A study from Uppsala University has identified higher levels of interleukin-35 in type 1 diabetics that still produce insulin years after their diagnosis.
Researchers at Uppsala University have published the first study in humans that shows the potential of interleukin-35 (IL-35) as a promising new target to treat type 1 diabetes. The results, published in Diabetes Care, showed that 41% of the 113 patients tested, all living with the disease for 10 years or more, still presented residual insulin production. Until now, it was thought that the diagnosis of type 1 diabetes led to the full loss of insulin production.
The researchers set out to study what made those patients different and analyzed the levels of circulating cytokines, which are signaling molecules involved, among other functions, in the regulation of the immune system. What they found was that the patients that could still produce some insulin had much higher blood levels of IL-35, as well as more IL-35-producing B- and T-cells.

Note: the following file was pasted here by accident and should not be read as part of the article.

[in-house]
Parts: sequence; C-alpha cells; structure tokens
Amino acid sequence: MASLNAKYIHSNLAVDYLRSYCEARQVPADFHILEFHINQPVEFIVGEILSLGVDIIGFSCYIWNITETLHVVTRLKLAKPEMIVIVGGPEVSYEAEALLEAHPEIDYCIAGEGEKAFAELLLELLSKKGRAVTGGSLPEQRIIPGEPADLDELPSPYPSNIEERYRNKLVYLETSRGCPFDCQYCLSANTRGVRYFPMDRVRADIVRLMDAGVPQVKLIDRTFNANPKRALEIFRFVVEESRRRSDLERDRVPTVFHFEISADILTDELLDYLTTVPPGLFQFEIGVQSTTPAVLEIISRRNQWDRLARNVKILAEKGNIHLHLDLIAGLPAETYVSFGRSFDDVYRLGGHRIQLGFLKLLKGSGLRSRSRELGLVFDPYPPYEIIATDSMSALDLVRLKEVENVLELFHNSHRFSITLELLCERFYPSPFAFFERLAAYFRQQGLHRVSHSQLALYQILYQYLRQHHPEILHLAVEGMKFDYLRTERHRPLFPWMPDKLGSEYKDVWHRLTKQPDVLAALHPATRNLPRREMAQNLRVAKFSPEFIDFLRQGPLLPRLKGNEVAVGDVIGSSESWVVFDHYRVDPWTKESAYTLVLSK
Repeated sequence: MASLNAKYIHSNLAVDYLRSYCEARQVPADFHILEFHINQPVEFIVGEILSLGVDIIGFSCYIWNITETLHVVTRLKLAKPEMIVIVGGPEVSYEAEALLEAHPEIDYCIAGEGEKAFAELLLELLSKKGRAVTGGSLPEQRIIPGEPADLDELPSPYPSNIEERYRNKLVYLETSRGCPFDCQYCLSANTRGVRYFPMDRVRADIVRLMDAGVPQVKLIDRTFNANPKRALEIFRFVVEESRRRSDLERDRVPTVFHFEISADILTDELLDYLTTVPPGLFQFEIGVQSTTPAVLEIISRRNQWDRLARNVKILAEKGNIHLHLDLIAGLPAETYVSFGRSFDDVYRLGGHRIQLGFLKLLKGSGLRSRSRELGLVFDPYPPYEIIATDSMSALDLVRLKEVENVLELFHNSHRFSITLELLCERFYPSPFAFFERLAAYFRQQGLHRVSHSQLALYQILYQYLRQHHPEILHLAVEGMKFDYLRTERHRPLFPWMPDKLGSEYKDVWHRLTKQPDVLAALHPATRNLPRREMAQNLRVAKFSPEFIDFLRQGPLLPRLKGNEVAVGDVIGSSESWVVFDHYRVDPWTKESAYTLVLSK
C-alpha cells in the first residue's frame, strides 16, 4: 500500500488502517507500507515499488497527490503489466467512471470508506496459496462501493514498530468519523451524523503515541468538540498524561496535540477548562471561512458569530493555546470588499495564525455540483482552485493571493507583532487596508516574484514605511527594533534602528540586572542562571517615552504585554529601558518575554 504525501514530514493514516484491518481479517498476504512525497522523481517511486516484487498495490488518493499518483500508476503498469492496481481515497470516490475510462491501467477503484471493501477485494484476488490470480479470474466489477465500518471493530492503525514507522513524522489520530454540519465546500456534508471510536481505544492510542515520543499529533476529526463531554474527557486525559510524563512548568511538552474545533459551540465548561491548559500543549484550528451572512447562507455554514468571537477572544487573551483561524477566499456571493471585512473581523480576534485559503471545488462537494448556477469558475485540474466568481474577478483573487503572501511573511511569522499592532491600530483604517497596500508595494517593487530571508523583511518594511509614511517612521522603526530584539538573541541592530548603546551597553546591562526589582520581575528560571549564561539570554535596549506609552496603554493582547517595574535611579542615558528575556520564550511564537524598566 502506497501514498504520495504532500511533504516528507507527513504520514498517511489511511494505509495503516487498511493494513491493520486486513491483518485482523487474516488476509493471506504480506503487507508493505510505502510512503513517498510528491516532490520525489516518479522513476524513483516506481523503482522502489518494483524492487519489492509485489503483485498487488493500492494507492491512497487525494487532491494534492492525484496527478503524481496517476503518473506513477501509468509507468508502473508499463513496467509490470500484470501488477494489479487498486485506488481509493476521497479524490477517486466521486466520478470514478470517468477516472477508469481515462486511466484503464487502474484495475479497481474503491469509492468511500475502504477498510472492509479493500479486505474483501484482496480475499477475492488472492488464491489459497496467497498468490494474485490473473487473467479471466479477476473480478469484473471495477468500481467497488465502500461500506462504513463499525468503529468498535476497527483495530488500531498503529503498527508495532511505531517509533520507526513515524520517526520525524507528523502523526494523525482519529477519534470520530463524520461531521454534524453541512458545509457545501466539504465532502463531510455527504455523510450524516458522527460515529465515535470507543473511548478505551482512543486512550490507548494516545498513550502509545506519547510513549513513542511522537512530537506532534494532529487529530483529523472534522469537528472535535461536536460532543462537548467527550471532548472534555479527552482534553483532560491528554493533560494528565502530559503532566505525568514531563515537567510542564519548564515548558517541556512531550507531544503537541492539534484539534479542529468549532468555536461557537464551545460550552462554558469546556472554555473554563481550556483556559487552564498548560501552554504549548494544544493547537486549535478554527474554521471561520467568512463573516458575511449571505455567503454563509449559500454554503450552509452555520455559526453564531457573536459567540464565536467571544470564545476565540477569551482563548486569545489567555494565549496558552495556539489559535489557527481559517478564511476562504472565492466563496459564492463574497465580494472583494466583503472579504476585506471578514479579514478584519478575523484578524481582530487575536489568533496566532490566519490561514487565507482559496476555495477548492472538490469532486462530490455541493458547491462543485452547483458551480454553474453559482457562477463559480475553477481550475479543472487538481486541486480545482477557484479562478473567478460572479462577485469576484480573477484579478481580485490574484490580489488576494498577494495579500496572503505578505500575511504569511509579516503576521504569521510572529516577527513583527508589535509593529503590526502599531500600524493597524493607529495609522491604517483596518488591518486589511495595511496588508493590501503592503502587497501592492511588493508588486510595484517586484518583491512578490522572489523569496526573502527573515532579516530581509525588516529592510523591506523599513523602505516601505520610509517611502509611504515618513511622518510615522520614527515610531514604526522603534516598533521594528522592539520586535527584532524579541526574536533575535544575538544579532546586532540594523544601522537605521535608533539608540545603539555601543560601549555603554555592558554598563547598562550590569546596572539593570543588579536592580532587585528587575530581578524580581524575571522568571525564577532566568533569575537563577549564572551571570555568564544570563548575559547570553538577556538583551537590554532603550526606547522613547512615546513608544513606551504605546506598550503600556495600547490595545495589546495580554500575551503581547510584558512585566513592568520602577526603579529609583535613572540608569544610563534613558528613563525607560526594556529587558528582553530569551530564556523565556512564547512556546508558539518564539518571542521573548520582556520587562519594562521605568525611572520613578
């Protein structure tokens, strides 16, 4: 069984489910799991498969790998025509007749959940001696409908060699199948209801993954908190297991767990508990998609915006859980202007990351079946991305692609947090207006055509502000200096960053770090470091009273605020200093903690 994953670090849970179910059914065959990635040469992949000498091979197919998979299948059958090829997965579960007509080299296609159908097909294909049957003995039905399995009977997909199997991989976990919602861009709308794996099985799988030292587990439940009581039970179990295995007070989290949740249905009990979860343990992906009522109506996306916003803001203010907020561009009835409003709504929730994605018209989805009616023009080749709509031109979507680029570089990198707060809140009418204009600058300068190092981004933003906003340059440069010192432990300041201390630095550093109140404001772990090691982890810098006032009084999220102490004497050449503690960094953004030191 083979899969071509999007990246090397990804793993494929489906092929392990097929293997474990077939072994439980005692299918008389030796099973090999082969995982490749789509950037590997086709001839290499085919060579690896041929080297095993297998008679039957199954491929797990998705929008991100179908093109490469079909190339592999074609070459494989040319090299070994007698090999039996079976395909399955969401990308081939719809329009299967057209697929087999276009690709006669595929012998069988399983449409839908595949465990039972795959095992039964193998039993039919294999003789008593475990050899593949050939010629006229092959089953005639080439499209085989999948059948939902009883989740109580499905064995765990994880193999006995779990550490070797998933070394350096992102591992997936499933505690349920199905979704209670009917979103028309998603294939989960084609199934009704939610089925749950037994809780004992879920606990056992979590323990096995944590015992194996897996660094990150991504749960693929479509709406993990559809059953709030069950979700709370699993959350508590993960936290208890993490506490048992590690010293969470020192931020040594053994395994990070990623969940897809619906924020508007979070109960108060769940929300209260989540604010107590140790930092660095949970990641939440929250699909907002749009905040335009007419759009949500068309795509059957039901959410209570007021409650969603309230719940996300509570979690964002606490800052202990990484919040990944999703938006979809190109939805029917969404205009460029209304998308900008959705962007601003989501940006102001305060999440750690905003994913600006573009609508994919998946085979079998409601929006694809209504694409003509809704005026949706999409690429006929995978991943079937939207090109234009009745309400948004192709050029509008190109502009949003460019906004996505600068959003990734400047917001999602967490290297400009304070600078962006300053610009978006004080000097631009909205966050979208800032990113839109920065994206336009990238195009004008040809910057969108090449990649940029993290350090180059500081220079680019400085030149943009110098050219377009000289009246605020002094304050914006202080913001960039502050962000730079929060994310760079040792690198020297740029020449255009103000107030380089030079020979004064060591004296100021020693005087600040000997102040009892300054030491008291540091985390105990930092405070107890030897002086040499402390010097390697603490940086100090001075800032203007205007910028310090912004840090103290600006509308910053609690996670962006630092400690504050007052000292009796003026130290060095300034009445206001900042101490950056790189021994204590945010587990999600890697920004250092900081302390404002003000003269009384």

IL-35 has been previously studied as a candidate to treat type 1 diabetes given its known role in suppressing autoimmune responses. Studies in mice models have shown that the molecule has the potential to stop the immune attack against insulin-producing beta cells. The new study not only proves that IL-35 could have a similar effect in humans, but it shows it could be a natural process that could be enhanced to reduce or stop the progression of the disease.
The researchers still not know whether the patients presented high IL-35 levels at the onset of the disease, though a previous study by the same group determined that the levels of IL-35 in type 1 diabetics, both newly diagnosed and long-term sufferers, show in average lower levels of the cytokine as compared to healthy people.
The group is now initiating a new study at Uppsala University Hospital to test whether IL-35 could induce the regeneration of insulin-producing cells in diabetic patients.
Images via Khongtham, noppawan09 / Shutterstock
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